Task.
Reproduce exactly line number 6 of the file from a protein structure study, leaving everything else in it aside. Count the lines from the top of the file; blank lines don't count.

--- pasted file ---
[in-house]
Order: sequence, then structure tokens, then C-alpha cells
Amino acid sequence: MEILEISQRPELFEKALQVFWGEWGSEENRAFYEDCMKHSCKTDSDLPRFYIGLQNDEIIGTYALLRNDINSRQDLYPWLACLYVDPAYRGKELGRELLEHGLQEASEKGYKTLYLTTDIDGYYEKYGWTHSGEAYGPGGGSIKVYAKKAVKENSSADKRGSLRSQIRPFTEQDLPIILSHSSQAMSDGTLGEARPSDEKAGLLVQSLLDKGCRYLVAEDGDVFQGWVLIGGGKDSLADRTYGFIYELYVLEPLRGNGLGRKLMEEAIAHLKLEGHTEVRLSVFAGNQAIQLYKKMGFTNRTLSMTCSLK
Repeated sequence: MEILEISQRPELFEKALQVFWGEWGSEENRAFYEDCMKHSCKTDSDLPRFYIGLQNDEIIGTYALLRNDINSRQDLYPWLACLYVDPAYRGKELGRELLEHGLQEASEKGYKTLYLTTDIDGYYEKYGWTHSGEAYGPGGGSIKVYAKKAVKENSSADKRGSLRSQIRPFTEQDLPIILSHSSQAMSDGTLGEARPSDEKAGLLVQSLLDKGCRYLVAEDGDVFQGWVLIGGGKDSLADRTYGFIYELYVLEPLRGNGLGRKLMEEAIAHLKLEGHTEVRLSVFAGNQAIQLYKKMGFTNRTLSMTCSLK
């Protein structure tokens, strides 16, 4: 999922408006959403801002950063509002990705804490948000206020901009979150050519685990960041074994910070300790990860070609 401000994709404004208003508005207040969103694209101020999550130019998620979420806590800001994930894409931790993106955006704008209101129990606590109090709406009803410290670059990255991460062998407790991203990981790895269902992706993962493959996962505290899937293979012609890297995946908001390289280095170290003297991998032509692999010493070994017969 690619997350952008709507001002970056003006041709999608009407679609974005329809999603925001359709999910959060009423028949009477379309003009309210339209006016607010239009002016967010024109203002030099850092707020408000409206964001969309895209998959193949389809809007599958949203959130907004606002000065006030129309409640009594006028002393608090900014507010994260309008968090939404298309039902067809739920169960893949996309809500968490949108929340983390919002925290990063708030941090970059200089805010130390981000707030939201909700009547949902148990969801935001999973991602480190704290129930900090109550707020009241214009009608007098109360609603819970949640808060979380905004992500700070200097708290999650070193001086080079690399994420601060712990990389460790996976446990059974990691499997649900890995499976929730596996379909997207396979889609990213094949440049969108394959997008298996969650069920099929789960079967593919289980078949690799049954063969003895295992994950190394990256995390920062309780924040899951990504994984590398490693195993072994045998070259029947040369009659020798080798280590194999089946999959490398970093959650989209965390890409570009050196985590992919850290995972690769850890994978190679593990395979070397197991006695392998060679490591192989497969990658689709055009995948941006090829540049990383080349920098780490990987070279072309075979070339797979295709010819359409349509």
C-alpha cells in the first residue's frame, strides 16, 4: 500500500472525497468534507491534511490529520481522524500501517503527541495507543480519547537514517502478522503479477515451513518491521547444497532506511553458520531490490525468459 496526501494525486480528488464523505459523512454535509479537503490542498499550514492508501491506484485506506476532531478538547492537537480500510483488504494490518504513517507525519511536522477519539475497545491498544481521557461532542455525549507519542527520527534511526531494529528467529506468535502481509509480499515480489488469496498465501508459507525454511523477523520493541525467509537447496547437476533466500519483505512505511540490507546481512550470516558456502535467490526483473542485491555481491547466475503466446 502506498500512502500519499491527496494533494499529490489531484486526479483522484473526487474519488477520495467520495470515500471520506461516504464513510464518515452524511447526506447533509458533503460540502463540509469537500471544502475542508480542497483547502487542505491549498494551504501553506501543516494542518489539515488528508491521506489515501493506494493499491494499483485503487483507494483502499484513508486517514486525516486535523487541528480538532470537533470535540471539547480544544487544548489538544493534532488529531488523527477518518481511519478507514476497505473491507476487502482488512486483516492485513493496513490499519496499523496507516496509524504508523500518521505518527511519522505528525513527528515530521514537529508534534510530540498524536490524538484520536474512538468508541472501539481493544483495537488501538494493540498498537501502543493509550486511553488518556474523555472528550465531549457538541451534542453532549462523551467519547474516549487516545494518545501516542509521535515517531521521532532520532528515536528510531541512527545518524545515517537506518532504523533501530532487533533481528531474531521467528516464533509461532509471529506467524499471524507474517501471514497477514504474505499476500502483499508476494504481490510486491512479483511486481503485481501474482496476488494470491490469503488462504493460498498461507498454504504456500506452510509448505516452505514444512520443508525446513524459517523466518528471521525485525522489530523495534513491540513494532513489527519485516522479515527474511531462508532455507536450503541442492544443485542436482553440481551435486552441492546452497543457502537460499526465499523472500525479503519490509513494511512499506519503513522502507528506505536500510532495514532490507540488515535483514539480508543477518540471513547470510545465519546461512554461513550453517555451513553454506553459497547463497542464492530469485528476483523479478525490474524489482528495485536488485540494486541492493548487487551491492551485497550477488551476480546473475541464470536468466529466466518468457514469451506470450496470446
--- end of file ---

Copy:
C-alpha cells in the first residue's frame, strides 16, 4: 500500500472525497468534507491534511490529520481522524500501517503527541495507543480519547537514517502478522503479477515451513518491521547444497532506511553458520531490490525468459 496526501494525486480528488464523505459523512454535509479537503490542498499550514492508501491506484485506506476532531478538547492537537480500510483488504494490518504513517507525519511536522477519539475497545491498544481521557461532542455525549507519542527520527534511526531494529528467529506468535502481509509480499515480489488469496498465501508459507525454511523477523520493541525467509537447496547437476533466500519483505512505511540490507546481512550470516558456502535467490526483473542485491555481491547466475503466446 502506498500512502500519499491527496494533494499529490489531484486526479483522484473526487474519488477520495467520495470515500471520506461516504464513510464518515452524511447526506447533509458533503460540502463540509469537500471544502475542508480542497483547502487542505491549498494551504501553506501543516494542518489539515488528508491521506489515501493506494493499491494499483485503487483507494483502499484513508486517514486525516486535523487541528480538532470537533470535540471539547480544544487544548489538544493534532488529531488523527477518518481511519478507514476497505473491507476487502482488512486483516492485513493496513490499519496499523496507516496509524504508523500518521505518527511519522505528525513527528515530521514537529508534534510530540498524536490524538484520536474512538468508541472501539481493544483495537488501538494493540498498537501502543493509550486511553488518556474523555472528550465531549457538541451534542453532549462523551467519547474516549487516545494518545501516542509521535515517531521521532532520532528515536528510531541512527545518524545515517537506518532504523533501530532487533533481528531474531521467528516464533509461532509471529506467524499471524507474517501471514497477514504474505499476500502483499508476494504481490510486491512479483511486481503485481501474482496476488494470491490469503488462504493460498498461507498454504504456500506452510509448505516452505514444512520443508525446513524459517523466518528471521525485525522489530523495534513491540513494532513489527519485516522479515527474511531462508532455507536450503541442492544443485542436482553440481551435486552441492546452497543457502537460499526465499523472500525479503519490509513494511512499506519503513522502507528506505536500510532495514532490507540488515535483514539480508543477518540471513547470510545465519546461512554461513550453517555451513553454506553459497547463497542464492530469485528476483523479478525490474524489482528495485536488485540494486541492493548487487551491492551485497550477488551476480546473475541464470536468466529466466518468457514469451506470450496470446